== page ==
by Sinead Mulhern
It turns out that making the laziest lifestyle change of all could lead to keeping a healthier diet.
As reported by a recent article in The National Post, sleeping for 90 more minutes each day could lead to people naturally reaching for healthier food choices. As found by a group of researchers from King’s College in London, people who sleep longer are less likely to reach for carb-heavy, calorie dense comfort foods or the classic mid-afternoon sugary snack. Racking up more zzz’s during the night therefore means that the items selected for the dinner plate are going to do the body a whole lot of good.
Actually, on average, the people observed ate 10 g less sugar per day. (That refers to added sugar, not naturally occurring sugars from, say fresh fruits and veggies.) It seems counter-intuitive but this could therefore mean that snoozing for another hour and a half could lead to a drop in weight.
Dr. Wendy Hall, the principal investigator from the university’s department of nutritional sciences concluded that one simple lifestyle change (and we’d argue that sleeping more is the easiest change to make) leads to helping Canadians really make positive adjustments to their diets. When properly rested, the body seems to be more likely to crave that extra portion of veggies or leafy greens.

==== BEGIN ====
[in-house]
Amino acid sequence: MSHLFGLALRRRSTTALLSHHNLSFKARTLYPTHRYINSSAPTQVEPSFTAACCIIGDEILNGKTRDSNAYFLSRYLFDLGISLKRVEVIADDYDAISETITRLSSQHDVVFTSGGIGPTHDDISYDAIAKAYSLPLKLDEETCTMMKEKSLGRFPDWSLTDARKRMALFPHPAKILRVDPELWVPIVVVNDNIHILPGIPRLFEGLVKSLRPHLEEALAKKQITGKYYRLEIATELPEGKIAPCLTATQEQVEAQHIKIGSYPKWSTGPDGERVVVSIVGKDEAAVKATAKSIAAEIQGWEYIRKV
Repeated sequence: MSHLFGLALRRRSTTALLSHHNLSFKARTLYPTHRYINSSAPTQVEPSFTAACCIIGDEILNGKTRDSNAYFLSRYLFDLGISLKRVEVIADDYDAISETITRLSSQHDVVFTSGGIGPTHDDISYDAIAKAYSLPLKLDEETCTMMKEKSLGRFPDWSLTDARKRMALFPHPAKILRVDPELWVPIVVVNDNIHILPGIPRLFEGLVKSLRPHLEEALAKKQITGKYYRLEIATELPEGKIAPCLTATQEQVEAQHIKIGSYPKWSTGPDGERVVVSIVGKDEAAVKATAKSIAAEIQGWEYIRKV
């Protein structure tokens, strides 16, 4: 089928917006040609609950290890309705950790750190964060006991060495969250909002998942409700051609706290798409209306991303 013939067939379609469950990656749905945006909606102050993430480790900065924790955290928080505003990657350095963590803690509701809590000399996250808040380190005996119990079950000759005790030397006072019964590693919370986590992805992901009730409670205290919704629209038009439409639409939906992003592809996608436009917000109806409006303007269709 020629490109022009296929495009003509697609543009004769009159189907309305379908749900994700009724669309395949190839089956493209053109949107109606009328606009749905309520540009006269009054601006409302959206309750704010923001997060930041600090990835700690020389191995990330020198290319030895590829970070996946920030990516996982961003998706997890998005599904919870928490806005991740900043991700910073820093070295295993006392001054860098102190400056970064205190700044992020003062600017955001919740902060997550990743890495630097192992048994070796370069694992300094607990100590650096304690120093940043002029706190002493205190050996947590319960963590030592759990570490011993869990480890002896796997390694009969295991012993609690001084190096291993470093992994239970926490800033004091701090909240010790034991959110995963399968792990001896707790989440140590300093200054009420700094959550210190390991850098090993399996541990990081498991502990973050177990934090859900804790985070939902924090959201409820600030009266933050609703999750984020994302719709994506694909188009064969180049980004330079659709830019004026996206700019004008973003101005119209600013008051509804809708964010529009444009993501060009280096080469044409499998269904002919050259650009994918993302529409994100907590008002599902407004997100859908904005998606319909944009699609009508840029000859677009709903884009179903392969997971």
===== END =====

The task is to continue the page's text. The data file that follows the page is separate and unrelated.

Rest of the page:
In the study, 21 volunteers who slept less than the suggested minimum of seven hours were observed. In their counseling to improve their sleep habits, they were told to avoid coffee and food before bed, keep their bedtime constant and relax in the evenings. By the end of the study, they added an average of 90 minutes of extra dozing and the dietary adjustments were determined to be a direct result in the change in hours of sleep.
This article originally appeared at Canadian Running Magazine.